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Averting Behavior Among Singaporeans During Indonesian Forest Fires

  • Tamara L. Sheldon
  • Chandini Sankaran
Article

Abstract

We estimate averting behavior in the form of increased electricity usage in Singapore during the haze caused by Indonesian forest fires. Our results indicate that increases in fire radiative power in Indonesia result in statistically significant increases in one- and two-day ahead electricity demand. Further results show that the Indonesian fires accounted for 0.5% of Singaporean electricity demand between February 2012 and August 2017 at a total cost of over $270 million. In addition, we find that the residential electricity share increases and the industrial share decreases during fire episodes, suggesting the increase in demand may be due to Singaporeans staying home and/or increasing their air conditioning use during these times. This averting behavior is persistent, not diminishing, during periods of frequent poor air quality.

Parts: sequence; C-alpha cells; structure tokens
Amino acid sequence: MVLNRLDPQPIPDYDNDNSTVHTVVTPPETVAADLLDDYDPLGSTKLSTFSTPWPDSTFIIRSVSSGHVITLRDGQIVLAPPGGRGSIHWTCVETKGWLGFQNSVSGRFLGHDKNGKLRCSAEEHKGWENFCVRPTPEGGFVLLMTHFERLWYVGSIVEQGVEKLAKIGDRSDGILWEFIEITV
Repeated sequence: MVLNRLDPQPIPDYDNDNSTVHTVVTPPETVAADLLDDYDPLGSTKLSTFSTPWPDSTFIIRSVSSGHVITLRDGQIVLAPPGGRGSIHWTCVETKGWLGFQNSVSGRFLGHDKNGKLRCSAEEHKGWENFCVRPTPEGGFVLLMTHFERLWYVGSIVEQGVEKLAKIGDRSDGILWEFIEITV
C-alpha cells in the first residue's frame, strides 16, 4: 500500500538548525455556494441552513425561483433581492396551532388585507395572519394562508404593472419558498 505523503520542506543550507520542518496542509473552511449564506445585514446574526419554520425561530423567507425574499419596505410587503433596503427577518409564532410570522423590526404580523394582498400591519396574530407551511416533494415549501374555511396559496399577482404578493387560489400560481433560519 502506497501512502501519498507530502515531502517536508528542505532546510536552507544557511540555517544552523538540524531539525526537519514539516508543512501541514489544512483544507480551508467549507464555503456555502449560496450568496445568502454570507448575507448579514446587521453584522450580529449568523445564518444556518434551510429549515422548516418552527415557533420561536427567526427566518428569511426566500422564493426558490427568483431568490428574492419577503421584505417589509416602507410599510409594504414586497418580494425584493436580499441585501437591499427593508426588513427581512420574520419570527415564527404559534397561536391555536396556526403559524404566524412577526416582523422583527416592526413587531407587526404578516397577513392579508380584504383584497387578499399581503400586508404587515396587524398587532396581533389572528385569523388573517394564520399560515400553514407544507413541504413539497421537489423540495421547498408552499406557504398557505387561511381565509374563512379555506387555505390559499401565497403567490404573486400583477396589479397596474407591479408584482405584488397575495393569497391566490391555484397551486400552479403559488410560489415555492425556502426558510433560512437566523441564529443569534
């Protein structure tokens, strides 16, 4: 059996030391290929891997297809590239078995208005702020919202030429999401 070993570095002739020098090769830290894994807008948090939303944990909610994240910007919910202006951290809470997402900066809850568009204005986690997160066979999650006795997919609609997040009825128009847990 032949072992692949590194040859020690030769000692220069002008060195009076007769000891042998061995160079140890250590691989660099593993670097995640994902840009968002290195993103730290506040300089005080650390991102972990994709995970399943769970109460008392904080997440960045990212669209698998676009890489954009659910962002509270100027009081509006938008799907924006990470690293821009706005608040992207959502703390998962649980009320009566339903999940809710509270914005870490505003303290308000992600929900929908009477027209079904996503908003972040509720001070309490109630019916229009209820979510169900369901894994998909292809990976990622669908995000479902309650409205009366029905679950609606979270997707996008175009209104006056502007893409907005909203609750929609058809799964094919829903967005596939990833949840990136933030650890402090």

Keywords

Air pollution Health Avoidance behavior Externalities Forestry 

JEL Classification

D62 I1 Q23 Q51 Q5 

Notes

Acknowledgements

We would like to thank Meredith Fowlie, Gautam Gowrisankaran, Daniel Hicks, Ashley Langer, Jamie Mullins, Stanley Reynolds, Alberto Salvo, Catherine Wolfram and sponsors and participants in the 2017 AEA Annual Conference CSWEP Session on Environment and Health for helpful comments.

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Copyright information

© Springer Nature B.V. 2019

Authors and Affiliations

  1. 1.University of South CarolinaColumbiaUSA
  2. 2.Boston CollegeChestnut HillUSA

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